Video killed the Fetish Star
If you’re in a hurry, here’s the summary: it’s all shit and you’re going to die.
No, seriously, we need to stamp a warning on adult websites. “Do not try this at home.” Someone is going to get hurt. (Those of you who already know this, bear with me — there’s a point here for veterans too).
Some huge proportion of people will explore some element of BDSM or fetish in their lives. I can make up a statistic if you like, but whether it’s spanking your partner’s butt, playing with food, dressing up for the bedroom or full on whips and ropes, most people will have had a few kinky thoughts at one time or another.
So what do we do when these troubling, non-vanilla, weird feelings appear? We search for them on the internet of course!
In the early days of the internet, the fetish community emerged from their underground lairs (seriously, we have lairs, with keys and everything), to answer those searches with information. “Am I the only one to…” — nope, you’re really not. “How do I...” — here are some hints and tips. “Where can I buy…” — this woman makes stuff that you’ll love.
Most importantly, ideas that really had been figured out in dungeons and clubs were shared: Safe, sane and consensual play isn’t just a slogan; aftercare is really important; safewords are a thing; don’t be a asshole and don’t stand just behind someone swinging a whip. Because the majority of encounters were still in clubs, parties and dungeons the focus was on what to do when you were physically in the same room as someone. Safety, both physical and psychological was a regular theme. This came from clubs where respect and good behaviour were expected (more so than vanilla meat markets), and social meets where every element of kink was shared, discussed and even demonstrated.
These days we have vast online communities dedicated to fetish and kink. There are sites dealing with the most specific and obscure fetishes. Seek and ye shall find (yeah, you weren’t expecting bible references, were you?).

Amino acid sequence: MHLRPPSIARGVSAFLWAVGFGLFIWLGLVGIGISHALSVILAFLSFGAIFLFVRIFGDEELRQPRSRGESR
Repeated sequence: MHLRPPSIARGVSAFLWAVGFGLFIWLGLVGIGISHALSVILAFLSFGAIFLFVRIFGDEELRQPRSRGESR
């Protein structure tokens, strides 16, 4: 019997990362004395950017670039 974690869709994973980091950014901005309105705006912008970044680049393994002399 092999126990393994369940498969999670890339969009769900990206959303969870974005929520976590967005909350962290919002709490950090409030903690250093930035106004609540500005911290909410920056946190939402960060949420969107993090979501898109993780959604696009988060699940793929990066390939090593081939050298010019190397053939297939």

Unfortunately, here’s where the trouble begins.
Just as YouTube ushered in the short, sharp, to the point video dealing with a specific subject, video has revolutionised fetish online. Want to know how to change the fan belt on a ’67 Chevvy? Oh sorry, that’s YouTube still. Want see someone being hog tied? Yup, there are hundreds of videos. Spanking? Yup. Toys? By the thousand… there isn’t a kink or fetish that isn’t covered by a video.
As the sites fighting for your attention (and money) have proliferated, the videos have got shorter and more explicit. When you’re trying to grab the biggest audience, you don’t spend minutes, or even seconds building up to the money shot (literally). They searched for something specific, you want their attention, you deliver exactly that thing and straight away. And let’s be honest, once they have seen the payoff, they’re either done themselves or they’ll be searching for the next hit. There’s a term for this endless browsing, ‘gooning’, and now there are even fetish videos dedicated to people who find themselves mindlessly clicking through video lists. Yes, you can be abused for being abused for being abused. Turtles all the way down.